British Airways and the Office of Fair Trading (OFT) are set for a further clash over the payment of a £121.5 million fine.


Although BA is yet to officially confirm the non-payment, a spokesman has admitted the airline is reviewing its options following the collapse of the price-fixing trial on Monday, which led to four current and former BA executives being found not guilty.


He admitted the option not to pay the fine remains on the table.


The fine was imposed in 2007 for breaching civil competition laws in relation to price-fixing allegations made by Virgin Atlantic ahead of the criminal investigation into whether any individuals dishonestly fixed the level of surcharges.


It was agreed at the time that payment of the fine would be suspended until after the criminal case.


However, following the trial’s collapse a BA spokesman said: “Both sides are reviewing their options. The fine was put on hold until the criminal case was completed, and obviously everyone expected it to be completed and not to collapse.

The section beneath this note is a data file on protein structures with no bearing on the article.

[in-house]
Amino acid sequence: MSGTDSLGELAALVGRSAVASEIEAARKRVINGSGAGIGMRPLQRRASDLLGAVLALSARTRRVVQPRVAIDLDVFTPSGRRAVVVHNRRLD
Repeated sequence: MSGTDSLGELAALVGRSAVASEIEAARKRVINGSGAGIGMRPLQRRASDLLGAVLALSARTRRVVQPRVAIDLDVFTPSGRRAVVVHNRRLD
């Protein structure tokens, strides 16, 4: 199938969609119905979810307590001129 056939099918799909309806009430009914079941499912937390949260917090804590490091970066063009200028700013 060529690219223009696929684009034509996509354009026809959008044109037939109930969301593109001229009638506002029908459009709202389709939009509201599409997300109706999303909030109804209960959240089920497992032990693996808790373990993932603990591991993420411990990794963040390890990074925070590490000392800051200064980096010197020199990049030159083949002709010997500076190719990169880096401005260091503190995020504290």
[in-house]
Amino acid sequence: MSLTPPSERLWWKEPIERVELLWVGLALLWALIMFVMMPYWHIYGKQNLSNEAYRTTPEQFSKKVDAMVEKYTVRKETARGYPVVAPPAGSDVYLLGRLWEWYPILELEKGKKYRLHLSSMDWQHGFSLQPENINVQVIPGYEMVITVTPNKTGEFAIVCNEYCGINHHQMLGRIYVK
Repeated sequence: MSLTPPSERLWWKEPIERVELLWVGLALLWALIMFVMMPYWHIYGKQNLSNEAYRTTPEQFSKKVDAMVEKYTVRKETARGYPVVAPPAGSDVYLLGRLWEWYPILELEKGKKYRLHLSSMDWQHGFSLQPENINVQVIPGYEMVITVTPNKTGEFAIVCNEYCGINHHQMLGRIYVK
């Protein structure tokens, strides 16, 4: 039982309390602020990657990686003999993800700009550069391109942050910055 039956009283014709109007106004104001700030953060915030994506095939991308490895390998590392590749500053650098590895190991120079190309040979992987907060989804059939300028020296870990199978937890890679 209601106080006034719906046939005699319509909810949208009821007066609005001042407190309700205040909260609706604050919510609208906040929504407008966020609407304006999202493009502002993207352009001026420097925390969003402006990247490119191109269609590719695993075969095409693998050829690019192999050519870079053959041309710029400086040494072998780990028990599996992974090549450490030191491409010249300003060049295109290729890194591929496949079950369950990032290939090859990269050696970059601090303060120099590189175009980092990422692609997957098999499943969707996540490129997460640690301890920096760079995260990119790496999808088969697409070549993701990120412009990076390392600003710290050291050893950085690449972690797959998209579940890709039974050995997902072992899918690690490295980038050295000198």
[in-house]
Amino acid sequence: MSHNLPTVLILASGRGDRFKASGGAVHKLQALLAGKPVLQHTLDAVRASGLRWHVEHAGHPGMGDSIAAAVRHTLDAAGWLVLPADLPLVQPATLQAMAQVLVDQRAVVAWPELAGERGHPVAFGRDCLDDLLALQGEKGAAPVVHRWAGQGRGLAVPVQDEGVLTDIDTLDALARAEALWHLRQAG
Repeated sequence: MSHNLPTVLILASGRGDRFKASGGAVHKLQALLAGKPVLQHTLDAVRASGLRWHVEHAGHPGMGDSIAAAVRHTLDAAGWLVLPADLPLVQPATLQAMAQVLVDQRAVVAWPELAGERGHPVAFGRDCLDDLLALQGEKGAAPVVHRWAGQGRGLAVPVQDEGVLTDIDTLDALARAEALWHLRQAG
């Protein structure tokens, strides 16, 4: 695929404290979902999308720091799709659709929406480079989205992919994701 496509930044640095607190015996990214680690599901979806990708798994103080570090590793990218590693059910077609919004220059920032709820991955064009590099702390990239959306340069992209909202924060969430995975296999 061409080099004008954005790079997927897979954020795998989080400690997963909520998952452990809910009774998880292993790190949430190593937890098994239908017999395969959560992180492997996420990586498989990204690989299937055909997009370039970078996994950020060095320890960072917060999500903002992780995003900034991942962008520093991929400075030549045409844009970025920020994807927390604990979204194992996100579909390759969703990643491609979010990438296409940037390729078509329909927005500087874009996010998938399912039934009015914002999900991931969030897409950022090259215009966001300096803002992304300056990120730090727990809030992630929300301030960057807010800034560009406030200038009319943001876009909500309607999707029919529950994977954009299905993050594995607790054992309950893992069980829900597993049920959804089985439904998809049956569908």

“There’s a possibility we might not come out and pay but we can’t say that now; we need to see what the implications are.”


However, OFT chief executive John Fingleton has vowed to chase the airline for the money, adding the airline had no grounds to resist paying the fine.


In an interview with the Daily Telegraph he said: “We are not going to have a battle over this. The criteria needed for a civil case and for a criminal case are totally different.”


An OFT spokeswoman added: “We are expecting them to pay the fine and if it isn’t going to happen then it is something we would look at pursuing through the Competition Appeals Tribunal.”